The Drifter hotel is both inspired by and designed for confident outsiders and curious travellers. A roadside motel fuelled by nonconformity and the abnormal, this is quite possibly NOLA’s coolest hotel — not least because it truly represents life in this quirky southern city. This locally owned spot is all about pool parties attended by colourful eccentrics, celebrating local art, hip cuisine and great music. There’s one policy that guests must adhere to and that’s the good-vibes-only culture. Ready to check in? thedrifterhotel.com
Hotel Peter and Paul
It doesn’t get much more typically NOLA than Hotel Peter and Paul. There are many boutique hotels in the city, but this one gets under the skin of New Orleans culture. The revived former 19th Century Catholic Church, convent, schoolhouse and rectory in the bohemian Marigny neighbourhood, just a stone’s throw from the trumpet licks of jazz-hive Frenchman Street, is playfully austere and gives guests an insight into New Orleans life during European rule. hotelpeterandpaul.com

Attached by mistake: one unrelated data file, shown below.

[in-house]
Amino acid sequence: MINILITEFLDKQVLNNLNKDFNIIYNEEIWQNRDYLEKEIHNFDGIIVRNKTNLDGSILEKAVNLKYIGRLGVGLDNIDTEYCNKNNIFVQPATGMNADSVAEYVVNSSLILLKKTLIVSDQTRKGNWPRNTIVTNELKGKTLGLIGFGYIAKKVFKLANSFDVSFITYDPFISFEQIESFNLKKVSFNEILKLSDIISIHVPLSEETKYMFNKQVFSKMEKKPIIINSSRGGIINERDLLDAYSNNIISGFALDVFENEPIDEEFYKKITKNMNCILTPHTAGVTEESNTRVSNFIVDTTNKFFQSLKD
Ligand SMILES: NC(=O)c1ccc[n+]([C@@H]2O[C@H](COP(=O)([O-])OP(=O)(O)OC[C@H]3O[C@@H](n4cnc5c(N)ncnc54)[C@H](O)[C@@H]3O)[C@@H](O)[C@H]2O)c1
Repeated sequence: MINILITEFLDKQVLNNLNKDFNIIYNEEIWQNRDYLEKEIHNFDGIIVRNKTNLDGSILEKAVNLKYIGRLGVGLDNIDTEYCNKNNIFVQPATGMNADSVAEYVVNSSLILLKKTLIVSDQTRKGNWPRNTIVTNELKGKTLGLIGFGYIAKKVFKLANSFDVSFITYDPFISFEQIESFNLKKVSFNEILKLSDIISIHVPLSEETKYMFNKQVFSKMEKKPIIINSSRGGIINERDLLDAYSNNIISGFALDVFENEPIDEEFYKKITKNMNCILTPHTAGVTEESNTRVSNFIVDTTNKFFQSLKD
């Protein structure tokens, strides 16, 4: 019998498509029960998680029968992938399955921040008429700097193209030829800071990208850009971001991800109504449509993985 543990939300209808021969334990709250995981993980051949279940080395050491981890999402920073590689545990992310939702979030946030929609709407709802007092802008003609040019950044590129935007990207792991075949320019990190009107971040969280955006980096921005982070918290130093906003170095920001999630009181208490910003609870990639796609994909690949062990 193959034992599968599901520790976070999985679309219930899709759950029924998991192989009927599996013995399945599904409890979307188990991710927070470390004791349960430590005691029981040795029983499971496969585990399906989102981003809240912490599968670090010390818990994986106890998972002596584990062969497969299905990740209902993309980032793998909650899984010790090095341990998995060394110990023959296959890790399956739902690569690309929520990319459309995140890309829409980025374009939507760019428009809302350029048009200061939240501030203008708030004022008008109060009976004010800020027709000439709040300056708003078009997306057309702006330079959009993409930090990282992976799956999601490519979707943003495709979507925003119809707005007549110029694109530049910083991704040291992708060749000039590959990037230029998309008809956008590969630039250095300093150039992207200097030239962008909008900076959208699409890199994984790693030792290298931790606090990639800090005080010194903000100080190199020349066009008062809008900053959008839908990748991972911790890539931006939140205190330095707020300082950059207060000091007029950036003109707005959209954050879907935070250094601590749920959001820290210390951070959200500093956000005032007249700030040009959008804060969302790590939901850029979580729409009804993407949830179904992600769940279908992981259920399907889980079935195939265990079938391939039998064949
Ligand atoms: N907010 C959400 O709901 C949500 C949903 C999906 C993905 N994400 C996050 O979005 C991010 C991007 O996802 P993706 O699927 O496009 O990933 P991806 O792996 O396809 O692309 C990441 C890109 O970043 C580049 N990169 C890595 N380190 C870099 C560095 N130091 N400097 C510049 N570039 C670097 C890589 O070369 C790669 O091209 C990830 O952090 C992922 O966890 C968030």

You don’t know Southern comforts until your belly is round after a piled-high plate of New Orlean’s best dishes. There are a plethora of gastronomic influences that have aided in New Orleans’ culinary greatness. Cajun, Creole, French, Italian, and the age-old soul food recipes from mothers’ kitchens all across NOLA blend together to offer the USA’s most singular cuisine. Dishes like beignets, po’ boys, oyster Rockefeller and muffuletta were born here, after all. Opt for one of the French Quarter’s institutions or one of the new restaurants bringing fresh flavours to NOLA favourites; there’s no denying that this is one of the world’s greatest food towns.